1C:Enterprise Mobile client with offline mode

1C Developer team

20.02.2020 10 min

We added an offline mode feature to the mobile client of the 1C:Enterprise platform starting from version 8.3.16 in order to make its use more user-friendly. Previously, in case the connection with the server was lost, the mobile client stopped working, and if the user closed the application before restoring connection, data loss could occur. In the case of a slow connection, requests to the infobase could take a long time, which has an adverse effect on the convenience of work. The mobile client offline mode is designed to solve these issues.


The mobile client with offline mode is able to:

  • work directly with the main infobase with a good connection;

  • work offline when there is no connection with the infobase;

  • provide a choice (offline or online) in the case of a slow connection.

The first task is now solved by the mobile client. Configuration adaption to work through the mobile client can be performed quite quickly.

The second task is solved by the 1C mobile platform. But this approach requires creating a separate mobile application which may be a rather labor-intensive job.

The mobile client with offline mode combines both technologies. Additionally, to the conventional mobile client, it contains a local server with a file database. During configuration adaptation to the mobile client with offline mode, some of the configuration functionality can be transferred to a mobile device. This, of course, will require some work, but it may be easier than creating an application on the mobile platform from scratch. In the mobile client with offline mode, it’s possible to implement only that offline functionality which is critical to have offline and to implement it not all at once, but gradually, as the resources (developers) are available and when necessary.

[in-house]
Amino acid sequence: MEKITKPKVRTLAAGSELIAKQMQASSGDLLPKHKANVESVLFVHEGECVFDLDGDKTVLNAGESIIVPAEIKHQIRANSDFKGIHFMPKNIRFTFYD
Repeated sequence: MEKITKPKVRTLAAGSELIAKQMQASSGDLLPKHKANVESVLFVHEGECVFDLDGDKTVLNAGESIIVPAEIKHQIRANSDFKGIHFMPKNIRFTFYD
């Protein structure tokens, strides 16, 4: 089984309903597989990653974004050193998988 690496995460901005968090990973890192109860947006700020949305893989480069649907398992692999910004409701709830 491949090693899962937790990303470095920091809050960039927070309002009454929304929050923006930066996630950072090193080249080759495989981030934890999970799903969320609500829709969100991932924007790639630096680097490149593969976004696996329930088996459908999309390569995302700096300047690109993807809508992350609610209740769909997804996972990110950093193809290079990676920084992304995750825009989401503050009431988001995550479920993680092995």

We suppose that, in practice, the costs for solving the problem of the mobile client work in the case of poor connection/lack of connection using the mobile client with offline mode will be way lower than for developing an application on the mobile platform. Also, the mobile client with offline mode will be able to work both offline (with access only to the functionality designed for offline) and online (with the full functionality).

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The offline mode is automatically activated when the WiFi connection or mobile Internet is lost; a user can also turn it on manually if the connection is unstable.

During configuration adaptation to the mobile client with offline mode, a developer can specify which configuration data will be required offline.

The offline mode composition may be specified according to object attributes. For example, a certain attribute of some catalog may contain a large data amount that is irrational to download to a mobile device.

In the offline mode composition, the priority for opening forms may also be indicated. According to this priority, when opening a form, the data will be loaded in it from the main or a stand-alone server.

To handle the situation of loss of connection with the main server, the IfMainServerAvailabilityChanged event appeared on the client.

Using the MainServerAvailable method, we can verify at any time whether there is a connection with the main server.